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Tips on a Tomato Frog...

Discussion in 'Amphibian - General' started by Frogflorist, Jun 12, 2012.

  1. Frogflorist

    Frogflorist Member

    I recently acquired a juvenile tomato frog (a little over an inch long.) He is currently housed in a 2 1/2 gallon terrarium with eco earth substrate, a small plant, a hidey hole and shallow water dish. The enclosure is covered on 3 sides for privacy. I have been researching but as usual, I am finding a lot of contradictory information. Do I need supplemental lighting or heat? Daytime temps are 75 to 80 F and I have been keeping the humidity around 70%. I have several arboreal frogs (a whites and a cuban, NOT together) but do not have any experience with a "ground" frog. Any tips?????
     
  2. ReptileGuy10

    ReptileGuy10 Banned User

    It isn't like totally a "must" but UV lighting would be nice, your temps. are good and just keep up the humidity and you should be fine.
     
  3. schlegelbagel

    schlegelbagel Frog Lover Premium Member

    you need to upgrade that tank. a 2.5 gallon tank is not big enough, not even for a baby. I would go for a 10 gallon minimum. You need to provide a heat gradient if he wants to warm up, so I would add a 25 watt light bulb to one side. This will provide slightly warmer temps as well as a day/night light cycle. Keep it on for 12 hours. I usually turn my tanks on at 7:00 am.
     
  4. Frogflorist

    Frogflorist Member

    Thanks for the info. I am going this weekend for a bigger tank ( the 2 1/2 gallon is a "loaner" until I could get a better set up. I don't think I could use any kind of light in it without heating the entire tank?) I am pretty much leaving the baby alone, other than feeding, water changing and clean ups, so he/she can get acclimated to a new home.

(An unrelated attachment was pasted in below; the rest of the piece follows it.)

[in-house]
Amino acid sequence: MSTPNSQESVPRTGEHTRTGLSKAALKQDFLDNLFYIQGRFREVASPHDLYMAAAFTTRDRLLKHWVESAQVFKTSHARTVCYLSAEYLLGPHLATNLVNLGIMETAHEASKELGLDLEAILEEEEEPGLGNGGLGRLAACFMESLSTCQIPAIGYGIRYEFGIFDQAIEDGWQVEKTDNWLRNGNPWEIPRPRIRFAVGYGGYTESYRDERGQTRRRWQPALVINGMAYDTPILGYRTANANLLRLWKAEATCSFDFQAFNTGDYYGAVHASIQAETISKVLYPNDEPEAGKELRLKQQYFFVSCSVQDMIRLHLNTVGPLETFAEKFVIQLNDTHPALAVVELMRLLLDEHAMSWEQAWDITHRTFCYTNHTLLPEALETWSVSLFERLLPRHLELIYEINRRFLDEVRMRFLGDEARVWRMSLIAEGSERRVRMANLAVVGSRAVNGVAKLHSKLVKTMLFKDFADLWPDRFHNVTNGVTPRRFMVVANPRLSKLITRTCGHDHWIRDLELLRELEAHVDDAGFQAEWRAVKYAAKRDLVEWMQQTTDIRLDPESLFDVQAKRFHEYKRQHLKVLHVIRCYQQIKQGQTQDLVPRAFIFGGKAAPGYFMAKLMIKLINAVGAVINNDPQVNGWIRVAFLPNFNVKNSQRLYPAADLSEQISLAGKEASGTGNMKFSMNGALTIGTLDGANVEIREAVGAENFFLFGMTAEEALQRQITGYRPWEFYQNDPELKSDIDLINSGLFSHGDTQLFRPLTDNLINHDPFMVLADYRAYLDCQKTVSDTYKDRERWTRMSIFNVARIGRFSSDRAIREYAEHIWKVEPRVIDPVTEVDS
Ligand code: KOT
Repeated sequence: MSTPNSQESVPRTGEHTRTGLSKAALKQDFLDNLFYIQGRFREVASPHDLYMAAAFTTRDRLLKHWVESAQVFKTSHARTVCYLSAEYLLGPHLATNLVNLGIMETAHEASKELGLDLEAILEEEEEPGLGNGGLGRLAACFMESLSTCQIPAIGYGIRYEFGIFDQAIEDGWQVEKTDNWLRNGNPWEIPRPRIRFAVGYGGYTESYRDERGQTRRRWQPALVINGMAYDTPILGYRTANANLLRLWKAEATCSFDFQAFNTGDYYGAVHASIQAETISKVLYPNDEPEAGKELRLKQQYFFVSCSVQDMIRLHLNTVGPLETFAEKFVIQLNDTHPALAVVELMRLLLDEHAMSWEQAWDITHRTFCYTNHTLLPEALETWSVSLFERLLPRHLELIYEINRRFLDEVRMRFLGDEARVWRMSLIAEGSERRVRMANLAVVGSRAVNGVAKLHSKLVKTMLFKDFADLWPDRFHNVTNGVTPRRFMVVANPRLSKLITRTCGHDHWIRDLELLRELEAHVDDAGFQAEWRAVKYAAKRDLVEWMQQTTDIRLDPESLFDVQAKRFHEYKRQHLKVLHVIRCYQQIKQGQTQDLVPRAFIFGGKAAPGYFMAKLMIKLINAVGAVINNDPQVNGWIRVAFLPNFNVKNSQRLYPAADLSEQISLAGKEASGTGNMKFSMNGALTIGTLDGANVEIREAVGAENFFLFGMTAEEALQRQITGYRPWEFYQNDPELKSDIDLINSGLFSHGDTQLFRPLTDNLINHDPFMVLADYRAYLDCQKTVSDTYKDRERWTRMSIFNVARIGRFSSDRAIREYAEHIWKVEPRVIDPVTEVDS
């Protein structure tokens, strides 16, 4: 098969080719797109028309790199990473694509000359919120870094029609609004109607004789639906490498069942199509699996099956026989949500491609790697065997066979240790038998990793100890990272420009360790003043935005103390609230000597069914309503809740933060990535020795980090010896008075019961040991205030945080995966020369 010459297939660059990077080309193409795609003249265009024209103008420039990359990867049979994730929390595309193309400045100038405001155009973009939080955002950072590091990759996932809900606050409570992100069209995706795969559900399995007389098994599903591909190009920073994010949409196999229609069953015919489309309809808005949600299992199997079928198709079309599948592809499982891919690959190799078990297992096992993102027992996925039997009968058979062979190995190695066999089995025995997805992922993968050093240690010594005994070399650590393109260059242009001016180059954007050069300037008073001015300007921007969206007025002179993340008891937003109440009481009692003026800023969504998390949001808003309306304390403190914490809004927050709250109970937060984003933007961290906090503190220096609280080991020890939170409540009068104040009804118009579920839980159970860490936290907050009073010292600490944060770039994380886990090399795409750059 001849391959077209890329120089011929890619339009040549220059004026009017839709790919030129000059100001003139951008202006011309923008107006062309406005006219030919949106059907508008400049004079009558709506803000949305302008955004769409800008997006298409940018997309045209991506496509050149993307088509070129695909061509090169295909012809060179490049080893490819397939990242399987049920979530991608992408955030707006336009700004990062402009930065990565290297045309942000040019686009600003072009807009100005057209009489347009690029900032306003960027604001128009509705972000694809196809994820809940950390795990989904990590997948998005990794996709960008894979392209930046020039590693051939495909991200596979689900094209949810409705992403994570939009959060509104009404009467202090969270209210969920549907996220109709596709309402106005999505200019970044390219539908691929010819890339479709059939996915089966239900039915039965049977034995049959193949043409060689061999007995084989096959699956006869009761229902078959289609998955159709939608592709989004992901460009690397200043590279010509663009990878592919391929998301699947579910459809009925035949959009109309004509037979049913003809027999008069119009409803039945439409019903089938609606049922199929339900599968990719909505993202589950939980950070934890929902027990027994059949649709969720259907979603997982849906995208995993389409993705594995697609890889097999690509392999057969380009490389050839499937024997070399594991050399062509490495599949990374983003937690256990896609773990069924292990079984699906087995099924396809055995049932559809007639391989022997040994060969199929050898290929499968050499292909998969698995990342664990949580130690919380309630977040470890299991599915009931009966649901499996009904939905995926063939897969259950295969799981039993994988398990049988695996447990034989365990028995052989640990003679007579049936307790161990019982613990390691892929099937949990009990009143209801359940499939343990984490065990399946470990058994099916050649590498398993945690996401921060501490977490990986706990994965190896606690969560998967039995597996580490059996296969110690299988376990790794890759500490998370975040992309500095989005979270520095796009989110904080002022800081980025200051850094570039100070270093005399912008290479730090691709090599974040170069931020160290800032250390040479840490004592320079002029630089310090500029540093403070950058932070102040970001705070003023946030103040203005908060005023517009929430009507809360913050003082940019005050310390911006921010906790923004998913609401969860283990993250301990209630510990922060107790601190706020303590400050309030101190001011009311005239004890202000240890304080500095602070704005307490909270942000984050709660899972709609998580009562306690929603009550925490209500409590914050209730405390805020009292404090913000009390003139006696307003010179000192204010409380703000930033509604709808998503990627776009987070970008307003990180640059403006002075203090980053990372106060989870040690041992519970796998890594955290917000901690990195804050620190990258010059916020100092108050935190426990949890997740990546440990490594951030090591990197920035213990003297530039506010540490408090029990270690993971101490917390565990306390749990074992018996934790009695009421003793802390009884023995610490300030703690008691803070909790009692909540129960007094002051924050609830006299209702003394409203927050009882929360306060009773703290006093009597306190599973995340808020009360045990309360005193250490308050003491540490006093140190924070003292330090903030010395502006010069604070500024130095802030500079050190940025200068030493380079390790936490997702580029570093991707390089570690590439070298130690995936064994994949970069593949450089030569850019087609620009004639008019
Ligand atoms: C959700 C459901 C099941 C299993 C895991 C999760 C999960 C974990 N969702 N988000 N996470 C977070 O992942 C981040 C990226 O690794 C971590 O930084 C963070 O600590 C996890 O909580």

5. AjaMichelle

    AjaMichelle Elite Member

    Larger tanks are essential because they allow you to create a thermal gradient. You can do so by using a spot bulb. If you feel that given the current ambient temperature of the room (75 to 80F), using a light would raise the ambient temperature throughout the tank, you can prevent this by using a longer tank (15 gallons) and a low watt bulb. You want to maintain the 75*F cooler area, but as Liz said, provide a way for the frog to warm up. :)

    It's good you're remaining hands off and letting him get acclimated! :)
     
  6. Frogflorist

    Frogflorist Member

    We're up to a 10 gallon at least for now. The tiny frog seems to be adjusting well- moving around more and has a healthy appetite. The humidity levels are more difficult to maintain though. There are several plants in the tank (in terracotta pots for now) and I have used ecoearth for substrate. Anyone have any info on incorporating living moss? Is there still a potential for impaction problems? Or leaf litter?
     

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  7. AjaMichelle

    AjaMichelle Elite Member

    With respect to the humidity, have you tried covering the screen top with plastic, wood, or plexiglass?
     

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